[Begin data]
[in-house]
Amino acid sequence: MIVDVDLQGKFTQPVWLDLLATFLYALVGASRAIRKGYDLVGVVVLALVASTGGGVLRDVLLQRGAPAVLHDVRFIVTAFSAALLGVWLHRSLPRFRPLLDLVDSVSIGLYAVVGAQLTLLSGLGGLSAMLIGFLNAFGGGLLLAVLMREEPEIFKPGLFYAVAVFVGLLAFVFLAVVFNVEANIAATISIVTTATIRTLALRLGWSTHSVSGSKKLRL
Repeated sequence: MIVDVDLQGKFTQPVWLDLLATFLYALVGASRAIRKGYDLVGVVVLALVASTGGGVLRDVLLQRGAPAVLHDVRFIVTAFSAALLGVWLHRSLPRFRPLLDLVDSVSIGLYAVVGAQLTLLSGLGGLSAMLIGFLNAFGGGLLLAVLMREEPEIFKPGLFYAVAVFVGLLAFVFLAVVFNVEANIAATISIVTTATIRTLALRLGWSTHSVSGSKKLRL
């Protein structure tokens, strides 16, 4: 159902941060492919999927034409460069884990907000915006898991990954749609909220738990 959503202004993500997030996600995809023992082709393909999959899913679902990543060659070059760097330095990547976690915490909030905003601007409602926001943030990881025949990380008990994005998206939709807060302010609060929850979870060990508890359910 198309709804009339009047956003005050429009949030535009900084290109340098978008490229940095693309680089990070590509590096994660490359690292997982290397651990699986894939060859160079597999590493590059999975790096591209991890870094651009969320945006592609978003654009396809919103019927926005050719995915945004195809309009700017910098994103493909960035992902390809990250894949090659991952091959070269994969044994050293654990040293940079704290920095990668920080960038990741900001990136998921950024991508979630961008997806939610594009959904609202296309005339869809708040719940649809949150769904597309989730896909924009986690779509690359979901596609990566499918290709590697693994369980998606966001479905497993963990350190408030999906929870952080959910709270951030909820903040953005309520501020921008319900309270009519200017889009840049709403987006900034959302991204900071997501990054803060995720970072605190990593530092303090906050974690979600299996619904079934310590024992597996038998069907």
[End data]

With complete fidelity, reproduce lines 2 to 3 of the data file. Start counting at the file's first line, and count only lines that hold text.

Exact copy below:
Amino acid sequence: MIVDVDLQGKFTQPVWLDLLATFLYALVGASRAIRKGYDLVGVVVLALVASTGGGVLRDVLLQRGAPAVLHDVRFIVTAFSAALLGVWLHRSLPRFRPLLDLVDSVSIGLYAVVGAQLTLLSGLGGLSAMLIGFLNAFGGGLLLAVLMREEPEIFKPGLFYAVAVFVGLLAFVFLAVVFNVEANIAATISIVTTATIRTLALRLGWSTHSVSGSKKLRL
Repeated sequence: MIVDVDLQGKFTQPVWLDLLATFLYALVGASRAIRKGYDLVGVVVLALVASTGGGVLRDVLLQRGAPAVLHDVRFIVTAFSAALLGVWLHRSLPRFRPLLDLVDSVSIGLYAVVGAQLTLLSGLGGLSAMLIGFLNAFGGGLLLAVLMREEPEIFKPGLFYAVAVFVGLLAFVFLAVVFNVEANIAATISIVTTATIRTLALRLGWSTHSVSGSKKLRL